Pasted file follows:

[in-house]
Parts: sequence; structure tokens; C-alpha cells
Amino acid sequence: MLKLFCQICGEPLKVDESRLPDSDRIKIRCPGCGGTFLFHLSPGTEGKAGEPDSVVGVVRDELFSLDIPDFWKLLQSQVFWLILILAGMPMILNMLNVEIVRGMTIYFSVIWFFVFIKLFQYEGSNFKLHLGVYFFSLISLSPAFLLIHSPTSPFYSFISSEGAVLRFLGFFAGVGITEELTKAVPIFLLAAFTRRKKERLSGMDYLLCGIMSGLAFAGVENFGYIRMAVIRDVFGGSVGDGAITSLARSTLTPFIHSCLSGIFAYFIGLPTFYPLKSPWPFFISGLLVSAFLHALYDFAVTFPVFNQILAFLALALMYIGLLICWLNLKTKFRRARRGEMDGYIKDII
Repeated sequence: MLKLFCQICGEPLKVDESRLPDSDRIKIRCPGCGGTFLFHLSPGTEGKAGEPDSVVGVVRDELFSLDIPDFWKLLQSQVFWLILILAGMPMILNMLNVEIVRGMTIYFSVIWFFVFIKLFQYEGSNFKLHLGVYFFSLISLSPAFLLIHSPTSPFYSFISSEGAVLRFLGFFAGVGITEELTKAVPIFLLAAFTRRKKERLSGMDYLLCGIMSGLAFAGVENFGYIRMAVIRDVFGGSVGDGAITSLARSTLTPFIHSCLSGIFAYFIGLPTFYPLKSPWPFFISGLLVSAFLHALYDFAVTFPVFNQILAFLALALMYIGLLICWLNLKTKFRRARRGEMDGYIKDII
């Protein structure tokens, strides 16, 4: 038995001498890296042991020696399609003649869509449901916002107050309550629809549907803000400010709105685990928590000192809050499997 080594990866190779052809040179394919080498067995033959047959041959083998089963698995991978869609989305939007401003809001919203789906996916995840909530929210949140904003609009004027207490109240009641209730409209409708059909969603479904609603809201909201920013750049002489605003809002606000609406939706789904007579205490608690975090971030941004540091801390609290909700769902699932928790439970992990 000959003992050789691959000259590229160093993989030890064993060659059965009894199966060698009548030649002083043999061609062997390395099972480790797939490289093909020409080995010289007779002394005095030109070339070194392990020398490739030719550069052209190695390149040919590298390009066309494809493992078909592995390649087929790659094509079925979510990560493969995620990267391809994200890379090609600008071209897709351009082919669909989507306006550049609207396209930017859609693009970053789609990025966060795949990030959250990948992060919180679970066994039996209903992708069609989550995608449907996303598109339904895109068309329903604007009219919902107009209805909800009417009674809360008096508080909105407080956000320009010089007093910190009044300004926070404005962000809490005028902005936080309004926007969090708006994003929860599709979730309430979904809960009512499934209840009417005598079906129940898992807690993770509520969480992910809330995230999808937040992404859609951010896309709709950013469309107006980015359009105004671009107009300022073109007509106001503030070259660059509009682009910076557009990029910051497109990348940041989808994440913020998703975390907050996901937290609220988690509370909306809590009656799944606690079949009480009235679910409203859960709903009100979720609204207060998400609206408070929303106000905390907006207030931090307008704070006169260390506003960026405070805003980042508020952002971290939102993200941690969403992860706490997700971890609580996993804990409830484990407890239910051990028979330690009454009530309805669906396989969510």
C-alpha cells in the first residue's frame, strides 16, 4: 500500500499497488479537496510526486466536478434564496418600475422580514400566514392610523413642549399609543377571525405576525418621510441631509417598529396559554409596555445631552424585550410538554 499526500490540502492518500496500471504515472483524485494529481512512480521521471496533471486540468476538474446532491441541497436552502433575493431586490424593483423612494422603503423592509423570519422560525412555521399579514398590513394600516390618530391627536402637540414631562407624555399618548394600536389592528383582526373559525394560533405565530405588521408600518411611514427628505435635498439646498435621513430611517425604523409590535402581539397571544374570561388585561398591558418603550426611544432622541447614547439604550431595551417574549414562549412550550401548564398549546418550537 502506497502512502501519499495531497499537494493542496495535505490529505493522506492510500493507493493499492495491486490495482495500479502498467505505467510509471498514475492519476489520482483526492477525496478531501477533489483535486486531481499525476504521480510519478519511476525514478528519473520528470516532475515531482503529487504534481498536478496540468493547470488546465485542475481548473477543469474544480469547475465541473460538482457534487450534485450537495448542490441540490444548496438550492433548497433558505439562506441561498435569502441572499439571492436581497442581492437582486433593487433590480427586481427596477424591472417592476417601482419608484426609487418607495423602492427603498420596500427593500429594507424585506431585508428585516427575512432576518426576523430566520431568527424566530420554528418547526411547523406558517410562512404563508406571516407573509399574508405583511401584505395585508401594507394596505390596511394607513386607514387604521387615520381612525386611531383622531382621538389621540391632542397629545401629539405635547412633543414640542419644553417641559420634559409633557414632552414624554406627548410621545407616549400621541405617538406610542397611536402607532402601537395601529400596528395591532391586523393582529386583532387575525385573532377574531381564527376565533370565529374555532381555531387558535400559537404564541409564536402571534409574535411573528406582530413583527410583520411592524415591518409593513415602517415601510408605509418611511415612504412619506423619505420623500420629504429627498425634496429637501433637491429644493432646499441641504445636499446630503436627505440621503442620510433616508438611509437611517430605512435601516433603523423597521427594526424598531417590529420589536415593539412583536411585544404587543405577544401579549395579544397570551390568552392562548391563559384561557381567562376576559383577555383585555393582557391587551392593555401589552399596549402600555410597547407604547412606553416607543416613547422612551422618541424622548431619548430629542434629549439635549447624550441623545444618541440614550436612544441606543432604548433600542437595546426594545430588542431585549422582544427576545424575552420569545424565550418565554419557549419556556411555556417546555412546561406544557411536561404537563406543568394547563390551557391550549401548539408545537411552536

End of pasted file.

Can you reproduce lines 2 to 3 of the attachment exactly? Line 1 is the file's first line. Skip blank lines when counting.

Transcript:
Parts: sequence; structure tokens; C-alpha cells
Amino acid sequence: MLKLFCQICGEPLKVDESRLPDSDRIKIRCPGCGGTFLFHLSPGTEGKAGEPDSVVGVVRDELFSLDIPDFWKLLQSQVFWLILILAGMPMILNMLNVEIVRGMTIYFSVIWFFVFIKLFQYEGSNFKLHLGVYFFSLISLSPAFLLIHSPTSPFYSFISSEGAVLRFLGFFAGVGITEELTKAVPIFLLAAFTRRKKERLSGMDYLLCGIMSGLAFAGVENFGYIRMAVIRDVFGGSVGDGAITSLARSTLTPFIHSCLSGIFAYFIGLPTFYPLKSPWPFFISGLLVSAFLHALYDFAVTFPVFNQILAFLALALMYIGLLICWLNLKTKFRRARRGEMDGYIKDII